Art: Fire!

3 minute read

As an unknown young painter in Paris, Fernand Léger made his living retouching photographs, but he grew heartily sick of the fuzzy grey pictures he had to pretty up. A stretcher-bearer in World War I, he found a sort of solace in looking at cannons, planes and tanks. The milder beauties of nature were not for him, he decided. What he wanted his paintings to rival was the harsh power and blank precision of modern machinery.

Using a minimum of tools, he succeeded. As Jean Cassou, curator of Paris’ Musée d’Art Moderne put it, Léger became “the greatest primitive of our modern industrial age.” A retrospective show which Cassou’s museum was staging last week proved the point. With the few elements Leger allowed himself—poster colors and shapes that looked as if they had been stamped out of sheet metal ” —he made just what he had in mind: paintings such as Disks in the City that were loud, bold, intricate and fierce as fire engines.

At 68, Leger has lost none of his fire. Cluttering his little Left Bank studio are sketches for a book to be called The Circus, costume and set designs for the new Darius Milhaud opera Bolivar, and studies for a memorial to the U.S. war dead which he hopes to decorate with huge, gay, half-abstract ceramics of planes, ships and smiling young men with their helmets off.

Léger spent the war years in the U.S., admired “its vitality, its litter and its waste.” Bad taste, Léger once remarked to Critic James Johnson Sweeney, “is also one of the valuable raw materials of the country. Bad taste, strong colors—it is all here for the painter to organize and get the full use of its power. Girls in sweaters with brilliant-colored skin; girls in shorts dressed more like acrobats in the circus than one would ever come across on a Paris street. If I had only seen girls dressed in good taste [in the U.S.] I would never have painted my cyclist series . . .”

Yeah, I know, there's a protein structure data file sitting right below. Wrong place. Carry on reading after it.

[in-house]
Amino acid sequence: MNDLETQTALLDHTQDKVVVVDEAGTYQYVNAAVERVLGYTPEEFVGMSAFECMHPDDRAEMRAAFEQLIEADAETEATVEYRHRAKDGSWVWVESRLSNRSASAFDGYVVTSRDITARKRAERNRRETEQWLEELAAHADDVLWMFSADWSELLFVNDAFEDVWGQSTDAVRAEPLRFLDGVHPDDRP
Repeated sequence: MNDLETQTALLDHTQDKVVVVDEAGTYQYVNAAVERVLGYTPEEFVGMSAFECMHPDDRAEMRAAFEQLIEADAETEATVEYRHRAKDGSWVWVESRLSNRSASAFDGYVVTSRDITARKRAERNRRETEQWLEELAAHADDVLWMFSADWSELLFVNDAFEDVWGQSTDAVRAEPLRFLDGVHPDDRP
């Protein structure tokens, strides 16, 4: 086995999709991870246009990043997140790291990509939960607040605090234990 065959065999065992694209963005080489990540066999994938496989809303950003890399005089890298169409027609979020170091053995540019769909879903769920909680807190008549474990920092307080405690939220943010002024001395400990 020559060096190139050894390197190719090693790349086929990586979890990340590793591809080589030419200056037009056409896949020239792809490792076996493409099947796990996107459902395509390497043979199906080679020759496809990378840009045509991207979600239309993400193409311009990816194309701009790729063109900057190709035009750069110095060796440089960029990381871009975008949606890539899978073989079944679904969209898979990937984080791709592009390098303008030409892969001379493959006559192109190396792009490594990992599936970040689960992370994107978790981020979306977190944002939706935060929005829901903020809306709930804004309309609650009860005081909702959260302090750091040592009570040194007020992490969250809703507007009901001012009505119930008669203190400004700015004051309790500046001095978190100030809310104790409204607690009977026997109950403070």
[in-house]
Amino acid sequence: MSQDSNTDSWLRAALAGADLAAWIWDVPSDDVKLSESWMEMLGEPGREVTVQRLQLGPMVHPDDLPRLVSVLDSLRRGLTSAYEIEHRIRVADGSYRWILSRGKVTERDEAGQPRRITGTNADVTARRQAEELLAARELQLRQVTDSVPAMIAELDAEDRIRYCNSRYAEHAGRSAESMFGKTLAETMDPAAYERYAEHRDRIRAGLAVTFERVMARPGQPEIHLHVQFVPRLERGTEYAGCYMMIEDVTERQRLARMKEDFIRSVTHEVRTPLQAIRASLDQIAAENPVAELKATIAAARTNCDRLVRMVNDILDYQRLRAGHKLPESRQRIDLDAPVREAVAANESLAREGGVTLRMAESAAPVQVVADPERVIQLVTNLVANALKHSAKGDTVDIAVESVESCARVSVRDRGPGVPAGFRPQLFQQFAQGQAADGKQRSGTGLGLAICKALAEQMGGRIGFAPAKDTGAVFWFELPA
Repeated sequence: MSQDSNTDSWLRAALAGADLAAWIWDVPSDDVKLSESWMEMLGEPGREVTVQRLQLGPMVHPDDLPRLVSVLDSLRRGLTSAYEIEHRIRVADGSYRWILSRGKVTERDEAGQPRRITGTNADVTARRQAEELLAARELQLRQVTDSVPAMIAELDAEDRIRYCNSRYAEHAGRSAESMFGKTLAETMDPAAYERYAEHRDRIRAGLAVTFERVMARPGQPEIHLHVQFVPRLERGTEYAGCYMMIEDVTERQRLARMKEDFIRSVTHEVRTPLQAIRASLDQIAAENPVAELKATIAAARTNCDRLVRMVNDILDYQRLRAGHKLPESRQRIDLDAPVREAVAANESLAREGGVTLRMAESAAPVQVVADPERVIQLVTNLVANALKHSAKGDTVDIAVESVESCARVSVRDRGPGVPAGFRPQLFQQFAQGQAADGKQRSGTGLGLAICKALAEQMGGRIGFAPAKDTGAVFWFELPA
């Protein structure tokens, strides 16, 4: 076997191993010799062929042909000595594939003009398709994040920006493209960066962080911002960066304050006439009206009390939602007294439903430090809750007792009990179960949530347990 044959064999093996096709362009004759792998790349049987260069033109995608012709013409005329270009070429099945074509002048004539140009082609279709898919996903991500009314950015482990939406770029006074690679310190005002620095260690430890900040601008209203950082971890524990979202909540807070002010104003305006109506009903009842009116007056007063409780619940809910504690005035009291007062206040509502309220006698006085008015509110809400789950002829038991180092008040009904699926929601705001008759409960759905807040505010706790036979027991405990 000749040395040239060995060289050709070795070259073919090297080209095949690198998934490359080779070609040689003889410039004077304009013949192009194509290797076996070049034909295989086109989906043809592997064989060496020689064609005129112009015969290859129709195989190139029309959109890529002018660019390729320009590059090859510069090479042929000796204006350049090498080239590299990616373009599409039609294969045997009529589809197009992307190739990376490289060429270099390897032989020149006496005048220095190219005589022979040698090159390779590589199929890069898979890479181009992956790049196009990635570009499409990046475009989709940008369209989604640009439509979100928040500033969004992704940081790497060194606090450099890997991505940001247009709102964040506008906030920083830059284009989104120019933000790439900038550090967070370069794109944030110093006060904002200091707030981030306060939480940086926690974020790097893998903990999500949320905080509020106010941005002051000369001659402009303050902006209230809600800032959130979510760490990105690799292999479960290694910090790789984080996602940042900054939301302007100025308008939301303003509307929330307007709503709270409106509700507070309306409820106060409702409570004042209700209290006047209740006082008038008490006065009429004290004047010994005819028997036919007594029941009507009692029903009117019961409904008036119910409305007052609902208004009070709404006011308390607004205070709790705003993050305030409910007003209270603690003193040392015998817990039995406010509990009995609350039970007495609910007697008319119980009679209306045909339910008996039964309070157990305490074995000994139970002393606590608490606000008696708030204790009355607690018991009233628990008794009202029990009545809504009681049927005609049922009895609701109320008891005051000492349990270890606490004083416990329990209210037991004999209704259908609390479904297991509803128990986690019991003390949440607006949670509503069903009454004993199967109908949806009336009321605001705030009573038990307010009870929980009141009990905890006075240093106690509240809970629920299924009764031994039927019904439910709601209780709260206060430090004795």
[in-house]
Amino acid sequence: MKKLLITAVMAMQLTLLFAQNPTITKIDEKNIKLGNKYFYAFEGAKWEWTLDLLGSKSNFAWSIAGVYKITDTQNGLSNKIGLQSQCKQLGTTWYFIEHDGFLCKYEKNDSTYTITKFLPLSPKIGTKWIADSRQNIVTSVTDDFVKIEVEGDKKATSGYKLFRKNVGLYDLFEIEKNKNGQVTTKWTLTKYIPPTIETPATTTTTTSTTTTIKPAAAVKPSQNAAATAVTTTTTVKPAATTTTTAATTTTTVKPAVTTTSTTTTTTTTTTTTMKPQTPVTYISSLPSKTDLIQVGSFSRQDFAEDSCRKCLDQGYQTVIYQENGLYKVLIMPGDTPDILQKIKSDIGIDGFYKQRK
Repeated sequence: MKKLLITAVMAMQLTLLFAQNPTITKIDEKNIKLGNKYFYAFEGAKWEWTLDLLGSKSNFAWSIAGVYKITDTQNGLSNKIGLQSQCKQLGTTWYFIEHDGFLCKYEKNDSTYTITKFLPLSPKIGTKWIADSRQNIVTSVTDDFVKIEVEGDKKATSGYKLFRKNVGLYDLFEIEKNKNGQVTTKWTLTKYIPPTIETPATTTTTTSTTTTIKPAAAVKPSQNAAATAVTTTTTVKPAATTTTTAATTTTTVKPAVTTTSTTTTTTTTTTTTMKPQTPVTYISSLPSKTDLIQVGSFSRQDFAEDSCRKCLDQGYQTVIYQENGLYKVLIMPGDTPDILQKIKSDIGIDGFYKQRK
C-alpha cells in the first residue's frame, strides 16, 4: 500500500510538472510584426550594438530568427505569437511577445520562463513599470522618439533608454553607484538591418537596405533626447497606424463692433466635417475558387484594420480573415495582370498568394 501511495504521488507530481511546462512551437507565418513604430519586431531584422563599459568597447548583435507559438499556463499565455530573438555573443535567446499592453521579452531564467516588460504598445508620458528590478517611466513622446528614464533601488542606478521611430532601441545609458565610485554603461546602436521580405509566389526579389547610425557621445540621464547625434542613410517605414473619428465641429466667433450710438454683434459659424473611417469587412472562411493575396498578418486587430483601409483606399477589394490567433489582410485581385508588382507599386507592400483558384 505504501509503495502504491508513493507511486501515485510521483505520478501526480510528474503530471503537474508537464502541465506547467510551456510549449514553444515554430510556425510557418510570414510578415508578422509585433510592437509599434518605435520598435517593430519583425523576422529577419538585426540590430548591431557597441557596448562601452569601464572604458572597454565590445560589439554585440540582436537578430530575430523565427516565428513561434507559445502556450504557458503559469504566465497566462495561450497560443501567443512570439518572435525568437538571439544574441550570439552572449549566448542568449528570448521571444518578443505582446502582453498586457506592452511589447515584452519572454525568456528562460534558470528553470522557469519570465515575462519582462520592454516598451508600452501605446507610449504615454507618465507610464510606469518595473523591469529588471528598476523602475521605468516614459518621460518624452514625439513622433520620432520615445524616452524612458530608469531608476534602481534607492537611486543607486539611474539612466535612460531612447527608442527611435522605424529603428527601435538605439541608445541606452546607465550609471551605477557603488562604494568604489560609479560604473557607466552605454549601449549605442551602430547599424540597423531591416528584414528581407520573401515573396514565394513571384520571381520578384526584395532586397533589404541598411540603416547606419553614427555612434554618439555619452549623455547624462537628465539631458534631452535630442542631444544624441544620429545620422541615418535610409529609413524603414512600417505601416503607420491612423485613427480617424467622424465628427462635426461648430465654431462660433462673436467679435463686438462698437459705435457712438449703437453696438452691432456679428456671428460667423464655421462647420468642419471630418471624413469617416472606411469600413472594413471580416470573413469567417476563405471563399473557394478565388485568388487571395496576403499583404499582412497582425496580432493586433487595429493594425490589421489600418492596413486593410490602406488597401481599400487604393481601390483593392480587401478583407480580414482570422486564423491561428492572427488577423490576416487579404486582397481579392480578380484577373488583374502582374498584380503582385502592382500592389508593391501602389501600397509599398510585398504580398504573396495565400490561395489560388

After his return to France in 1945, Léger continued his cyclist series with Les Loisirs (“Leisure”—see cut), which was one of the hits of his Paris show. As stiffly posed as a daguerreotype, the painting echoed Léger’s early days as a retoucher as well as the paintings of the granddaddy of Paris primitives, Le Douanier Rousseau. Les Loisirs came as close to nature as anything Léger had done for years; he even painted the sky blue instead of dark red as he had first intended. Even so, its handsomeness was like that of a glistening machine designed and put together by a master engineer.

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